Creating a world for all ages: Safeguarding the environment while empowering youth to build better futures

International Youth Day 2022 focuses on creating a world for all ages. Young people continue facing age-related barriers in many spheres of life, including employment. Over the last two years, Digital Green, in collaboration with Environment and Coffee Forest Forum (ECFF), has empowered youth in the Jimma Zone Gera and Shebe Sombo districts of Ethiopia as part of the Advancing Conservation, Agriculture and Livelihoods in Oromia project generously funded by the David and Lucile Packard Foundation. Through this project, Digital Green has helped 170 youth (40% women) form 10 youth-led enterprises that contribute to job creation and economic opportunities for youth while reducing deforestation and forest degradation, supporting biodiversity, and adapting and mitigating the effects of climate change. The members of the youth-led enterprises have been trained on business skills, sustainable forest-based livelihood activities, and nursery site management. As a group, they have been provided with seed capital to jump start the enterprises  and land for nursery and/or seedling production.

The Bedadina Dema youth-led enterprise is among those enterprises  established by the project, with a total of 16 members (eight male and eight female members) ages 15 to 29. Many of the members had to drop out of school because their families were unable to cover the expenses associated with their schooling. The Bedadina Dema youth-led enterprise established a nursery and is currently involved in forest and fruit seedling cultivation. Ahmadin Yazid (pictured above) is a member and leader of the group. He said he is looking forward to selling at the local market the 4,000 avocado, 32,000 coffee, and 447,550 exotics and indigenous forest seedlings they have produced.

Rijal Abatemam used to be an unemployed youth with limited economic opportunities. Now, as a member of the Bikiltu youth-led enterprise, he supports the group in maintaining 17 coffee seed beds with 3,000 coffee plants. In addition to planting seedlings, he is also engaged in beekeeping as part of the enterprise. Rijal calls upon other youth to be part of such groups and independently create job opportunities for other youth in their community.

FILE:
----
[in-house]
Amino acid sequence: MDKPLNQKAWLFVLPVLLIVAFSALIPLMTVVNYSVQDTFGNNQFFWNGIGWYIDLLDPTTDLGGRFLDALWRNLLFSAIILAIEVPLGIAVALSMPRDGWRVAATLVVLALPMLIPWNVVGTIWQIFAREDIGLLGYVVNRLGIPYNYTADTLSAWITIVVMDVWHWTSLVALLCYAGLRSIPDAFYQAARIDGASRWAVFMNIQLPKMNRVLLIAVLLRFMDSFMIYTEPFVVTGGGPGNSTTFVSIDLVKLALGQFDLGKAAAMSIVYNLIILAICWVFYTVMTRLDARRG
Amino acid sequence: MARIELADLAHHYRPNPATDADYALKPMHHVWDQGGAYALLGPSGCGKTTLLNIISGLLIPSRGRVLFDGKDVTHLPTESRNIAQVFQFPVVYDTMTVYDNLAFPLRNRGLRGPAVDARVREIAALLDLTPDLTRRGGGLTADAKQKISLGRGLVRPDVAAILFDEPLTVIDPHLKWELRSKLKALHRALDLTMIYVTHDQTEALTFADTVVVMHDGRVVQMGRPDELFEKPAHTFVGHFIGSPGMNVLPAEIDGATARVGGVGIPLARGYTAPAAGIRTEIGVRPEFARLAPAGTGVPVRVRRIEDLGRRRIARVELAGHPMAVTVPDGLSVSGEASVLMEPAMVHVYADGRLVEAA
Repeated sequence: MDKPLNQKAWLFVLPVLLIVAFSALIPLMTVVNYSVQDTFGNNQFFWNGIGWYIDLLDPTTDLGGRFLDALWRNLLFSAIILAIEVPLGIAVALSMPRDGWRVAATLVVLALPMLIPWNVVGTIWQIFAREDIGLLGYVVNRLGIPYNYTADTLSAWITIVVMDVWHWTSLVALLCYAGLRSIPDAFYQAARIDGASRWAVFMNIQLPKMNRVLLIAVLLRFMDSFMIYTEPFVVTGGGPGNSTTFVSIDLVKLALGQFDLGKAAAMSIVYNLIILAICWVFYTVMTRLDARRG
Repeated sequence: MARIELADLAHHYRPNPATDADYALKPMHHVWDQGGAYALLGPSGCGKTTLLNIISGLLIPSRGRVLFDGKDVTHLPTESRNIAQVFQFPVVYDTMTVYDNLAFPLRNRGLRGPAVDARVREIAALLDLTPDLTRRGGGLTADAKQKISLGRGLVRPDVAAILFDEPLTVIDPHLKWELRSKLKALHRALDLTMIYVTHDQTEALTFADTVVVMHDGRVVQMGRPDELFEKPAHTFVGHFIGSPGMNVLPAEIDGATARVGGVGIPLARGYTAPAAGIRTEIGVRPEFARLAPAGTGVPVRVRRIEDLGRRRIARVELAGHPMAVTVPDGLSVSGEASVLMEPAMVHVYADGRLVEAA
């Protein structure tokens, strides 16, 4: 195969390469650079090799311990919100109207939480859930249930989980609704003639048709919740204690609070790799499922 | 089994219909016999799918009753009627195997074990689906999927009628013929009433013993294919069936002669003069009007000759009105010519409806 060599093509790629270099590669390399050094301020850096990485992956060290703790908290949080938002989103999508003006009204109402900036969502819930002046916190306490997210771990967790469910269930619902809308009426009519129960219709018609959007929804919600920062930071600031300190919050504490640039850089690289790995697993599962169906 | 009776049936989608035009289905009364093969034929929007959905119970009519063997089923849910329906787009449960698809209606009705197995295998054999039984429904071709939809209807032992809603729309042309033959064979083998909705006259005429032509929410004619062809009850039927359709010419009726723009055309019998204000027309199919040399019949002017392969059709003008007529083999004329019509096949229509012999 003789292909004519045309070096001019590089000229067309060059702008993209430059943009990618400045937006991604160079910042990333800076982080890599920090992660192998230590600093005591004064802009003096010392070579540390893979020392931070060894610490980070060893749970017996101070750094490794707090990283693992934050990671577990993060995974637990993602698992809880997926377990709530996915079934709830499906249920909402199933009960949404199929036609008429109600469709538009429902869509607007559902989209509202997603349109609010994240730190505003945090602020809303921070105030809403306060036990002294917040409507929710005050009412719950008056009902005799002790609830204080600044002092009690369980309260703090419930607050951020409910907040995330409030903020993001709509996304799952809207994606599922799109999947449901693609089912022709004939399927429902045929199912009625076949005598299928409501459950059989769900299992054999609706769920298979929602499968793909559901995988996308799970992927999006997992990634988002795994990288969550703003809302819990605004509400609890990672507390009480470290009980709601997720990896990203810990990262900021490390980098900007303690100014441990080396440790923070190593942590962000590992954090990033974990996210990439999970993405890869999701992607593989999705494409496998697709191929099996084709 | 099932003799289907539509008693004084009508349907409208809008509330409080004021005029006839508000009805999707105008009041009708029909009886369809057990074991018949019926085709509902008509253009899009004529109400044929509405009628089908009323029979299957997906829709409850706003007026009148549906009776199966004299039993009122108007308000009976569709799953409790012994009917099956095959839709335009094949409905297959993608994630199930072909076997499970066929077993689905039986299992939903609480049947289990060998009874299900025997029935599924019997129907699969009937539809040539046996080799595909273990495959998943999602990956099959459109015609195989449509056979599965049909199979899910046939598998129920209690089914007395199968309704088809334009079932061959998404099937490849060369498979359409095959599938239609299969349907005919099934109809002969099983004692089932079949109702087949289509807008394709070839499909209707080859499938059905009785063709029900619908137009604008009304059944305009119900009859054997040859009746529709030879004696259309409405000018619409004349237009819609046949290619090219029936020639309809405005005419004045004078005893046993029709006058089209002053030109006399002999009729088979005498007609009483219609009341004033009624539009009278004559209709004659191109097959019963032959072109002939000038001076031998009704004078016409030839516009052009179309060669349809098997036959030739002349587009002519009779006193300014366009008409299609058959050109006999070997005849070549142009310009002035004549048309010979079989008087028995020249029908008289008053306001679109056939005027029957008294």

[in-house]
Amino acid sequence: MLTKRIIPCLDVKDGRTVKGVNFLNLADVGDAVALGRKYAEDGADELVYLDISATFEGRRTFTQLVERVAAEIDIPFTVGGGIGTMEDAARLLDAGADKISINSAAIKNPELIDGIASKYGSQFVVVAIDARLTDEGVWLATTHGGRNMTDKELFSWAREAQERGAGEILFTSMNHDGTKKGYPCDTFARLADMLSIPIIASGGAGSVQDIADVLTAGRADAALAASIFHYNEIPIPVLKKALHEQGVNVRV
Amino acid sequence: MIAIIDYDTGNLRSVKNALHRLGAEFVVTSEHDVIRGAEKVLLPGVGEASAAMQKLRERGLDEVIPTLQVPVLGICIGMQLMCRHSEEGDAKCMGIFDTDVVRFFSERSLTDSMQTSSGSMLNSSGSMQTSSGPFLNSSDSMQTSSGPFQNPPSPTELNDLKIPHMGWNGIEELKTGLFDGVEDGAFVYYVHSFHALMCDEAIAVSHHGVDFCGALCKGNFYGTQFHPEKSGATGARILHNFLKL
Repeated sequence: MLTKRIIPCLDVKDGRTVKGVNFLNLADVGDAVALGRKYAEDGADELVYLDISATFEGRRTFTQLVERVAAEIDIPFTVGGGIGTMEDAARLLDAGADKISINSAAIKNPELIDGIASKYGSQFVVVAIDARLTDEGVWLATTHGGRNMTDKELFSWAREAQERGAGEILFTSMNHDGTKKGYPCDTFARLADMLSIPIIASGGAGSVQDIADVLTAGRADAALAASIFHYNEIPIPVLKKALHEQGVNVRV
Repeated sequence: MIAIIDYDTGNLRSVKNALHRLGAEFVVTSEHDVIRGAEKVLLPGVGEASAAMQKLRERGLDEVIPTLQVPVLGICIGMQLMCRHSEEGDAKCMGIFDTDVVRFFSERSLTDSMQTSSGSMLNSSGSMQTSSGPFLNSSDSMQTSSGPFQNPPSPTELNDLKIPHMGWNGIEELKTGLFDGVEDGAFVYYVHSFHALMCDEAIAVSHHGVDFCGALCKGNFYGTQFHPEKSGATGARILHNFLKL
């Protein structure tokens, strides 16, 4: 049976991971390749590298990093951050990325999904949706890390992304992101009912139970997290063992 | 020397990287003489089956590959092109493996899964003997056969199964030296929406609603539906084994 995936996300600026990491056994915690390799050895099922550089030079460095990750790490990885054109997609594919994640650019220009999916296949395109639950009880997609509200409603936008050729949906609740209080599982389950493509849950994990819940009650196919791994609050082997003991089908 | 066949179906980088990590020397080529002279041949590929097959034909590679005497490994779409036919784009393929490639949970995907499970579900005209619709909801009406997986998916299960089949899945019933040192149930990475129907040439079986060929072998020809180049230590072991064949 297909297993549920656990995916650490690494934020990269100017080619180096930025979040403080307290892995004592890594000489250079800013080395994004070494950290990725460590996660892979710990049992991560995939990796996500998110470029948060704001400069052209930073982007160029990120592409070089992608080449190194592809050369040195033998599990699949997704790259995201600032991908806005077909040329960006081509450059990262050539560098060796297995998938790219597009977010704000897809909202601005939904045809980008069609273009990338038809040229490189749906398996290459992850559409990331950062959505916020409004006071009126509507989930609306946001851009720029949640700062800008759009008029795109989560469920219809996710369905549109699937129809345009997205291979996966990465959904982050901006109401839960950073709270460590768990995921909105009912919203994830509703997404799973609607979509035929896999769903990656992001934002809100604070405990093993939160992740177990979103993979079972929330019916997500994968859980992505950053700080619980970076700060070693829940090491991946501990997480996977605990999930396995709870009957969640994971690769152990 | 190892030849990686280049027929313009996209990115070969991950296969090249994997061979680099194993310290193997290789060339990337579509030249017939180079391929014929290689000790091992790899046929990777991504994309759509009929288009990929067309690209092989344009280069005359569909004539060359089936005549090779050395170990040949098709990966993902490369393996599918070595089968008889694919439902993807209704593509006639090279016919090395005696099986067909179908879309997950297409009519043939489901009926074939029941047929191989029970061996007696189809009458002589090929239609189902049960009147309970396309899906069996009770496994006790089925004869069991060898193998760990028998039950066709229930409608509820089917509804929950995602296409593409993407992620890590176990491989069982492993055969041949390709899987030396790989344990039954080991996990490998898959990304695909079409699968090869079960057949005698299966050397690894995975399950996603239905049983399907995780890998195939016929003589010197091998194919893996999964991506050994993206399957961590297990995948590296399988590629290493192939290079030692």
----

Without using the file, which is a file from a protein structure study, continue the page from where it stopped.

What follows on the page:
Digital Green believes in the importance of engaging youth in actions to preserve and enhance the environment, which has a direct impact on their views, behaviors, and livelihoods, as well as on their families and their community.

Transforming agricultural extension for indigenous farmers by providing advisories in their local languages

In celebration of International Day of the World’s Indigenous Peoples (August 9) and in observation of the International Decade of Indigenous Languages (2022-2032), Digital Green would like to draw attention to the importance of supporting indigenous people and preserving indigenous languages and their unique cultures. 

In Ethiopia, although agriculture is the mainstay of the economy, generating over 45% of the GDP and 90% of the total export earnings of the country, agriculture is characterized by very low productivity.  The Ethiopian Government has been actively pursuing agricultural extension as a key means of strengthening agricultural productivity and transforming economic and rural development. However, indigenous farmers struggle to increase their productivity because extension services are delivered using technical terms in a non-native language that is difficult for the farmers to understand and implement. 

Tegen Kars (pictured with his family) is a farmer living in Goritnamag Kebele of Bench Maji zone. Tegen used to receive agricultural extension support in Amharic. He struggled to apply what he had learned, as he is a native speaker of Bench, a Northern Omotic language spoken by about 174,000 people. According to Tegen, “No matter what kind of farmer we are, most of us do not understand technical terms, which causes the agricultural extension training to be misunderstood.”

Tegen said that receiving agricultural advisories via videos helped him and his peers better understand the agronomic practices. The videos are made in Bench language and feature local farmers just like him.  “To be honest, every farmer is happy. I learned things I did not know before and did not pay much attention to would increase productivity from the video tutorials. I am able to make a difference in my agricultural practices by getting a good education from the video extensions,” Tegen noted.